Cruz announces Fiorina as running mate if he wins nomination

US Republican presidential candidate Cruz announces Carly Fiorina as his vice presidential running mate if he wins his party's nomination

Photo by: Reuters
Photo by: Reuters

Former US Republican presidential candidate Carly Fiorina watches as US Republican presidential candidate Ted Cruz speaks with the media ahead of a campaign rally in Rothschild, Wisconsin, US March 28, 2016.

US Republican presidential candidate Ted Cruz on Wednesday was expected to announce that former business executive Carly Fiorina will be his vice presidential running mate if he wins his party's nomination, citing unnamed sources.

The report by WMUR, an ABC station in Manchester, New Hampshire, followed a statement from Cruz that he would make a major announcement at a 4 pm EDT (2000 GMT) rally. He gave no further details.

Fiorina, 61, endorsed Cruz, a 45-year-old US senator from Texas, for the nomination in March, one month after dropping out of the Republican race herself.

The announcement of a running mate at this point in the campaign would be unusually early. Traditionally, the winners of the Republican and Democratic nominating contests announce their running mates for November's general election at their parties' summer national conventions.

Picking a running mate could be seen as part of a bid by Cruz to recover from Tuesday's crushing loss to Trump, who swept party nominating contests in five US Northeastern states.

The victories brought the New York billionaire closer to the 1,237 Republican National Convention delegates he needs to win the nomination at the July 18-21 event in Cleveland.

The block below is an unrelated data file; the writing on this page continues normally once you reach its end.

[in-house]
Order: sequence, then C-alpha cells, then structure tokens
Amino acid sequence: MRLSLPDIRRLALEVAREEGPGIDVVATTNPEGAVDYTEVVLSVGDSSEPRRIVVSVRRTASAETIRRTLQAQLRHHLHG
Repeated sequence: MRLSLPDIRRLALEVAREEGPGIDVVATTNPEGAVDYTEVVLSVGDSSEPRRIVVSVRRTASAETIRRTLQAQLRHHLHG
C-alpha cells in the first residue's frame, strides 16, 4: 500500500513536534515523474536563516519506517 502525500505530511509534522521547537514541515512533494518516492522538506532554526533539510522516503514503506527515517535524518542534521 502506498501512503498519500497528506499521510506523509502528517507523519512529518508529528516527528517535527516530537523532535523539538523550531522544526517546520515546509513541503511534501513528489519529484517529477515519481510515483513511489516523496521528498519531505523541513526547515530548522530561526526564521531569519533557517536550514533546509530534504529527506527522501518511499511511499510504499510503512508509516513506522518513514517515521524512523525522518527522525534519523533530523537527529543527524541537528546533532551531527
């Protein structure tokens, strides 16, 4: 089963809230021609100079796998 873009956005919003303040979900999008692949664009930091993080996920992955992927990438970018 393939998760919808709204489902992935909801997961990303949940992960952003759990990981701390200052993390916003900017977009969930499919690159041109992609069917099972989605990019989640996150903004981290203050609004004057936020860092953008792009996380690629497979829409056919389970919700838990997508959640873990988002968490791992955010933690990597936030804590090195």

Trump, 69, defeated Cruz and his second rival, Ohio Governor John Kasich, 63, in all five states that held primary elections on Tuesday: Pennsylvania, Maryland, Delaware, Connecticut and Rhode Island.

The race has pivoted to Indiana's primary next Tuesday, which was shaping up to be Cruz's best - and perhaps last - chance to slow Trump's momentum in the battle for the nomination.

If Cruz can win a large share of the Midwestern state's 57 delegates, it will boost the chances that Trump will not be able to amass the 1,237-delegate majority he needs to clinch the nomination on the convention's first ballot. If he does not hit that number, Cruz, Kasich or a dark-horse establishment candidate could win the nomination on a second or subsequent ballot.

The choice of Fiorina, a former Hewlett-Packard Co chief executive, could help Cruz with women voters, a group the pugnacious Trump has had difficulty winning over to his outsider campaign.

Trump criticised Fiorina earlier on Wednesday as a potential Cruz vice presidential pick. "I think it would be a bad choice," he said, "not because she's a woman but because she did not resonate at all with people."

"It's too early to do it," Trump said. "And frankly, he's wasting his time because he's not going to be the nominee."

TRTWorld, Reuters